We are pleased to share this article about Textile Design and Textile Product Science written by Jim Kaufmann for Textile World, published on September 30, 2020.
Thomas Jefferson University positions students well for the real world with its collaborative, transdisciplinary approach.
Collaboration is generally defined as the act of working with others towards a common purpose, usually to create or produce something. There are numerous examples of successful collaborations bringing out the best in virtually every aspect of the arts and design. “You design because of an identified opportunity,” said Marcia Weiss, director, Fashion and Textiles Futures Center at Philadelphia-based Thomas Jefferson University. “Design inspiration and the resultant ideation process are where collaboration often lives. For me, it’s also where the joy and excitement happens. Finding that innovation consistently would be next to impossible without some level of collaboration.”
In all areas of business, including the fashion and textiles industries, there are numerous examples of strong collaborations throughout each level of the product supply chain, where effective communication is critical, regardless of what the product happens to be. In practice, however, though the benefits may appear obvious, effective collaboration in any form is often easier said than done, which makes it rather unique to discover a university that prides itself in actively fostering and encouraging collaboration as an essential component of the learning it instills.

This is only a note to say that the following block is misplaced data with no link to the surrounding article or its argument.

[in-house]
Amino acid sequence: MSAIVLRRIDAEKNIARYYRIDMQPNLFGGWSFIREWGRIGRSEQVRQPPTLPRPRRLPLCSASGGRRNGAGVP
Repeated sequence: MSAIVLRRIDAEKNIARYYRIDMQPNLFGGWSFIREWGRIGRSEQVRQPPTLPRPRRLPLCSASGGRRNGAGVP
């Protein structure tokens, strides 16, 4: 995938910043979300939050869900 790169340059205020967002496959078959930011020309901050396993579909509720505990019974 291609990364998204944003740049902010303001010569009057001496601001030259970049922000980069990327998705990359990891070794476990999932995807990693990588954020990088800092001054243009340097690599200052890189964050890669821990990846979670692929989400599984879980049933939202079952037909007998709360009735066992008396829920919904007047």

Two Universities, One Common Goal
Today’s Thomas Jefferson University (Jefferson) is the result of a unique merger between institutions of higher learning — Jefferson and Philadelphia University (Phila U) — that was finalized in July of 2017. The merger combined two well-established institutions with “a shared and unique approach to education creating a professional university that defies convention and dedicates itself to collaborative, transdisciplinary and inter-professional approaches to learning by offering a vibrant and expandable platform for education; setting tomorrow’s standards by breaking today’s.”